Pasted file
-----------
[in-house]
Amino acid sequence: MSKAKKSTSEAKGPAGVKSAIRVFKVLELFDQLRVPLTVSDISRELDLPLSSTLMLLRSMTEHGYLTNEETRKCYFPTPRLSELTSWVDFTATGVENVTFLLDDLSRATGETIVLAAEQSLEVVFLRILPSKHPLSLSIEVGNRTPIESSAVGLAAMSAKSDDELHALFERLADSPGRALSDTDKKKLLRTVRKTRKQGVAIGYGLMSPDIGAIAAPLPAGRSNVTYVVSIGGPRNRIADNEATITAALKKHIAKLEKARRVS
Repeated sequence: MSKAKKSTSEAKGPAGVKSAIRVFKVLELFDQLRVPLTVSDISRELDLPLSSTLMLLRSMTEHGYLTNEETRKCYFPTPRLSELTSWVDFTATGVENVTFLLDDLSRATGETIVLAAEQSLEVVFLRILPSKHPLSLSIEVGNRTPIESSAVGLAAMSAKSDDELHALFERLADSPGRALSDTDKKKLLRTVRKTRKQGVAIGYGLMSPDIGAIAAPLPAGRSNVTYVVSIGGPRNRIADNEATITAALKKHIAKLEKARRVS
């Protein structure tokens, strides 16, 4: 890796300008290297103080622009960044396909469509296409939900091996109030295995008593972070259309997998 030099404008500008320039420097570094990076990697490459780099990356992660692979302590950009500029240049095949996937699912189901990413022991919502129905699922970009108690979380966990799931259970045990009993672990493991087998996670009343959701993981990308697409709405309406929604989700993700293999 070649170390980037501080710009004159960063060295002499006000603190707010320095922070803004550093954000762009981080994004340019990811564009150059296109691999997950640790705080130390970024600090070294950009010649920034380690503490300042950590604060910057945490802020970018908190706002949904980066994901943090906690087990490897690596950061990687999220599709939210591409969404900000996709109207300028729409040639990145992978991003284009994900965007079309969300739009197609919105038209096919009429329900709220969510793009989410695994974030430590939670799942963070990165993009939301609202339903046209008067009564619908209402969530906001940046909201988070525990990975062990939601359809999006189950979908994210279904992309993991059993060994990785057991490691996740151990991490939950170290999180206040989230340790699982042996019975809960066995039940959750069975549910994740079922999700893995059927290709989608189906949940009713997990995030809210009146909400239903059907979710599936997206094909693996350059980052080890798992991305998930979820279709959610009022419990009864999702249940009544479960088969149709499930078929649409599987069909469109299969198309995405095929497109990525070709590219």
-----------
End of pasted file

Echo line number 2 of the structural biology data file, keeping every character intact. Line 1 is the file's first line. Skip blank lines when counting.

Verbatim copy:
Amino acid sequence: MSKAKKSTSEAKGPAGVKSAIRVFKVLELFDQLRVPLTVSDISRELDLPLSSTLMLLRSMTEHGYLTNEETRKCYFPTPRLSELTSWVDFTATGVENVTFLLDDLSRATGETIVLAAEQSLEVVFLRILPSKHPLSLSIEVGNRTPIESSAVGLAAMSAKSDDELHALFERLADSPGRALSDTDKKKLLRTVRKTRKQGVAIGYGLMSPDIGAIAAPLPAGRSNVTYVVSIGGPRNRIADNEATITAALKKHIAKLEKARRVS